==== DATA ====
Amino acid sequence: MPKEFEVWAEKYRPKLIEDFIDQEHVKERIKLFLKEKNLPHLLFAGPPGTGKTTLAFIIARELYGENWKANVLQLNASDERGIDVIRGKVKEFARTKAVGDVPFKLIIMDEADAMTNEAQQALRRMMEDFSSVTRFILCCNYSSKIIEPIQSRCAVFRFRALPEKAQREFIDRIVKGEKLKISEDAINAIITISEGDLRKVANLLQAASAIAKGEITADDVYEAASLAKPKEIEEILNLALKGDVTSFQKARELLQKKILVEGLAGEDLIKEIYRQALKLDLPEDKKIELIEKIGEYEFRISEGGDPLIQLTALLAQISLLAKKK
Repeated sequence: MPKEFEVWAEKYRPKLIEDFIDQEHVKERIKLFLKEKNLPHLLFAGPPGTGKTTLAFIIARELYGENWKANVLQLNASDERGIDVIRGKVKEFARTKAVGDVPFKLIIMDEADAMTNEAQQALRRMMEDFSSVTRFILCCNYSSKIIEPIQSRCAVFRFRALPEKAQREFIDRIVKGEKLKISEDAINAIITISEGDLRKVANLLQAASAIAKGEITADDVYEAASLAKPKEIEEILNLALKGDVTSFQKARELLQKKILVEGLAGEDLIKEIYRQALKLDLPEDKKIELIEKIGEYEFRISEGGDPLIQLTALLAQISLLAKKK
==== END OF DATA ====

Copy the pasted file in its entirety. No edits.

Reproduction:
Amino acid sequence: MPKEFEVWAEKYRPKLIEDFIDQEHVKERIKLFLKEKNLPHLLFAGPPGTGKTTLAFIIARELYGENWKANVLQLNASDERGIDVIRGKVKEFARTKAVGDVPFKLIIMDEADAMTNEAQQALRRMMEDFSSVTRFILCCNYSSKIIEPIQSRCAVFRFRALPEKAQREFIDRIVKGEKLKISEDAINAIITISEGDLRKVANLLQAASAIAKGEITADDVYEAASLAKPKEIEEILNLALKGDVTSFQKARELLQKKILVEGLAGEDLIKEIYRQALKLDLPEDKKIELIEKIGEYEFRISEGGDPLIQLTALLAQISLLAKKK
Repeated sequence: MPKEFEVWAEKYRPKLIEDFIDQEHVKERIKLFLKEKNLPHLLFAGPPGTGKTTLAFIIARELYGENWKANVLQLNASDERGIDVIRGKVKEFARTKAVGDVPFKLIIMDEADAMTNEAQQALRRMMEDFSSVTRFILCCNYSSKIIEPIQSRCAVFRFRALPEKAQREFIDRIVKGEKLKISEDAINAIITISEGDLRKVANLLQAASAIAKGEITADDVYEAASLAKPKEIEEILNLALKGDVTSFQKARELLQKKILVEGLAGEDLIKEIYRQALKLDLPEDKKIELIEKIGEYEFRISEGGDPLIQLTALLAQISLLAKKK